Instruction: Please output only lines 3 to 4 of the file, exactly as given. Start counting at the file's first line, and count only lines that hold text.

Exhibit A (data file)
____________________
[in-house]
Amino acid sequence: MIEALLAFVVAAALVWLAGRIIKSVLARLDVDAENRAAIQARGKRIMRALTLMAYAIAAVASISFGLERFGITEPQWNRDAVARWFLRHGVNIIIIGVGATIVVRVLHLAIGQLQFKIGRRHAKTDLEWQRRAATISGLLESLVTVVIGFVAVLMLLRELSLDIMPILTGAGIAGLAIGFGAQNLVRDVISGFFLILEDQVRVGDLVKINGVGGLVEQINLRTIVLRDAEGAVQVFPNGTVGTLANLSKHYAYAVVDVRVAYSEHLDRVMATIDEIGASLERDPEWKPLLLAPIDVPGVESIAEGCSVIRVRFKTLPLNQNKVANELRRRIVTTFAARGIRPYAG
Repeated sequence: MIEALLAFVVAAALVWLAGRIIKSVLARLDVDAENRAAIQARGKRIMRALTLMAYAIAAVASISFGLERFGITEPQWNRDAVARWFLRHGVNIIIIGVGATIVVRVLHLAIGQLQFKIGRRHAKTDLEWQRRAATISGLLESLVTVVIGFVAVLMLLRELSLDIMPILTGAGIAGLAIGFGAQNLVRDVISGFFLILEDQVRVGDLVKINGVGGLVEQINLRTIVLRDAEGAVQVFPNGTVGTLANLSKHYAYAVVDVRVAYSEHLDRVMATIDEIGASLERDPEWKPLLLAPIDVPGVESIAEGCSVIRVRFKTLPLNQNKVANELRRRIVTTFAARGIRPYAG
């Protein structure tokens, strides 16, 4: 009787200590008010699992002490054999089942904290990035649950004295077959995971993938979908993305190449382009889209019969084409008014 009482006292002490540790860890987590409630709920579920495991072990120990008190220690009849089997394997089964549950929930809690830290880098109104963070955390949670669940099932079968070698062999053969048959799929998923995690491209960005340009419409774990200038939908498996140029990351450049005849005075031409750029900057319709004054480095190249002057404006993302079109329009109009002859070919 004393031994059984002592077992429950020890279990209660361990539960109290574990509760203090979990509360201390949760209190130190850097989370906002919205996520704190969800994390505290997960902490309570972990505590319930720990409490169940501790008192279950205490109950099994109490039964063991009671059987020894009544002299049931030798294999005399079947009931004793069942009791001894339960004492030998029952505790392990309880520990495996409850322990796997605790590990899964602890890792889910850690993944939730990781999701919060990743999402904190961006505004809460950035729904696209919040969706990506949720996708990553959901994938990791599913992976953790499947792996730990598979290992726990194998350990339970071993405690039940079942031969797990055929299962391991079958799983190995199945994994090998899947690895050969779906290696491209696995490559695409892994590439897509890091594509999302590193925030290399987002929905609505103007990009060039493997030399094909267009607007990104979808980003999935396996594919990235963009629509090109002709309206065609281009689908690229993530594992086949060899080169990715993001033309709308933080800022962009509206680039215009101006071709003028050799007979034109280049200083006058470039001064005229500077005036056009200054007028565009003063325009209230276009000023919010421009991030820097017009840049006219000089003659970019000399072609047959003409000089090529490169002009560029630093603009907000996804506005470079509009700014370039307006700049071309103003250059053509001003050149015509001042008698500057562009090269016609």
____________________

Repeated sequence: MIEALLAFVVAAALVWLAGRIIKSVLARLDVDAENRAAIQARGKRIMRALTLMAYAIAAVASISFGLERFGITEPQWNRDAVARWFLRHGVNIIIIGVGATIVVRVLHLAIGQLQFKIGRRHAKTDLEWQRRAATISGLLESLVTVVIGFVAVLMLLRELSLDIMPILTGAGIAGLAIGFGAQNLVRDVISGFFLILEDQVRVGDLVKINGVGGLVEQINLRTIVLRDAEGAVQVFPNGTVGTLANLSKHYAYAVVDVRVAYSEHLDRVMATIDEIGASLERDPEWKPLLLAPIDVPGVESIAEGCSVIRVRFKTLPLNQNKVANELRRRIVTTFAARGIRPYAG
């Protein structure tokens, strides 16, 4: 009787200590008010699992002490054999089942904290990035649950004295077959995971993938979908993305190449382009889209019969084409008014 009482006292002490540790860890987590409630709920579920495991072990120990008190220690009849089997394997089964549950929930809690830290880098109104963070955390949670669940099932079968070698062999053969048959799929998923995690491209960005340009419409774990200038939908498996140029990351450049005849005075031409750029900057319709004054480095190249002057404006993302079109329009109009002859070919 004393031994059984002592077992429950020890279990209660361990539960109290574990509760203090979990509360201390949760209190130190850097989370906002919205996520704190969800994390505290997960902490309570972990505590319930720990409490169940501790008192279950205490109950099994109490039964063991009671059987020894009544002299049931030798294999005399079947009931004793069942009791001894339960004492030998029952505790392990309880520990495996409850322990796997605790590990899964602890890792889910850690993944939730990781999701919060990743999402904190961006505004809460950035729904696209919040969706990506949720996708990553959901994938990791599913992976953790499947792996730990598979290992726990194998350990339970071993405690039940079942031969797990055929299962391991079958799983190995199945994994090998899947690895050969779906290696491209696995490559695409892994590439897509890091594509999302590193925030290399987002929905609505103007990009060039493997030399094909267009607007990104979808980003999935396996594919990235963009629509090109002709309206065609281009689908690229993530594992086949060899080169990715993001033309709308933080800022962009509206680039215009101006071709003028050799007979034109280049200083006058470039001064005229500077005036056009200054007028565009003063325009209230276009000023919010421009991030820097017009840049006219000089003659970019000399072609047959003409000089090529490169002009560029630093603009907000996804506005470079509009700014370039307006700049071309103003250059053509001003050149015509001042008698500057562009090269016609």